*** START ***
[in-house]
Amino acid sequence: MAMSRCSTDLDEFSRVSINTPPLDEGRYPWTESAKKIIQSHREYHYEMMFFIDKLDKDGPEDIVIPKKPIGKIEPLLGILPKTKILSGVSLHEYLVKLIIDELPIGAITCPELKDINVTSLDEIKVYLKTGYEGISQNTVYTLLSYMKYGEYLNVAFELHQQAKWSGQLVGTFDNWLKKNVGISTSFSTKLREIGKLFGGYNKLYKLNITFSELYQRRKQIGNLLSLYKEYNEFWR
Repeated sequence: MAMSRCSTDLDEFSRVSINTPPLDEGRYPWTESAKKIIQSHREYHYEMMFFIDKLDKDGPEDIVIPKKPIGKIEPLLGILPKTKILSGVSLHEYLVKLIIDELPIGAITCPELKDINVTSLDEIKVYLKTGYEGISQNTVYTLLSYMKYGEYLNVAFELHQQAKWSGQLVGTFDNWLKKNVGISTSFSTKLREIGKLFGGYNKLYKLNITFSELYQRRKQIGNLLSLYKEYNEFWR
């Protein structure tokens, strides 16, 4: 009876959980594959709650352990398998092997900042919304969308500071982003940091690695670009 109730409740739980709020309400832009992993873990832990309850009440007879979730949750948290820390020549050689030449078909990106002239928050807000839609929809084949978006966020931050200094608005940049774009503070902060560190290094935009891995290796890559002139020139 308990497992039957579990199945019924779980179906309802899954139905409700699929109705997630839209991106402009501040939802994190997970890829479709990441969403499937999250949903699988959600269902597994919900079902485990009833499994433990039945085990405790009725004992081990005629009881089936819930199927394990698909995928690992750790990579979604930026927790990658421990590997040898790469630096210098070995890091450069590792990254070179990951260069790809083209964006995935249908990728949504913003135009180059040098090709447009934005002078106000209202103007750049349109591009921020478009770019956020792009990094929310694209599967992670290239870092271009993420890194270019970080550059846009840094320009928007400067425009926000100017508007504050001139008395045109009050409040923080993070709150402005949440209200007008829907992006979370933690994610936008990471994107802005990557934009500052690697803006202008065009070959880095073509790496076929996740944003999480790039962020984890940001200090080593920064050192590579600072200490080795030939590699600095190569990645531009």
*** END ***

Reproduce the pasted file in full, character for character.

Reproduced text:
[in-house]
Amino acid sequence: MAMSRCSTDLDEFSRVSINTPPLDEGRYPWTESAKKIIQSHREYHYEMMFFIDKLDKDGPEDIVIPKKPIGKIEPLLGILPKTKILSGVSLHEYLVKLIIDELPIGAITCPELKDINVTSLDEIKVYLKTGYEGISQNTVYTLLSYMKYGEYLNVAFELHQQAKWSGQLVGTFDNWLKKNVGISTSFSTKLREIGKLFGGYNKLYKLNITFSELYQRRKQIGNLLSLYKEYNEFWR
Repeated sequence: MAMSRCSTDLDEFSRVSINTPPLDEGRYPWTESAKKIIQSHREYHYEMMFFIDKLDKDGPEDIVIPKKPIGKIEPLLGILPKTKILSGVSLHEYLVKLIIDELPIGAITCPELKDINVTSLDEIKVYLKTGYEGISQNTVYTLLSYMKYGEYLNVAFELHQQAKWSGQLVGTFDNWLKKNVGISTSFSTKLREIGKLFGGYNKLYKLNITFSELYQRRKQIGNLLSLYKEYNEFWR
């Protein structure tokens, strides 16, 4: 009876959980594959709650352990398998092997900042919304969308500071982003940091690695670009 109730409740739980709020309400832009992993873990832990309850009440007879979730949750948290820390020549050689030449078909990106002239928050807000839609929809084949978006966020931050200094608005940049774009503070902060560190290094935009891995290796890559002139020139 308990497992039957579990199945019924779980179906309802899954139905409700699929109705997630839209991106402009501040939802994190997970890829479709990441969403499937999250949903699988959600269902597994919900079902485990009833499994433990039945085990405790009725004992081990005629009881089936819930199927394990698909995928690992750790990579979604930026927790990658421990590997040898790469630096210098070995890091450069590792990254070179990951260069790809083209964006995935249908990728949504913003135009180059040098090709447009934005002078106000209202103007750049349109591009921020478009770019956020792009990094929310694209599967992670290239870092271009993420890194270019970080550059846009840094320009928007400067425009926000100017508007504050001139008395045109009050409040923080993070709150402005949440209200007008829907992006979370933690994610936008990471994107802005990557934009500052690697803006202008065009070959880095073509790496076929996740944003999480790039962020984890940001200090080593920064050192590579600072200490080795030939590699600095190569990645531009």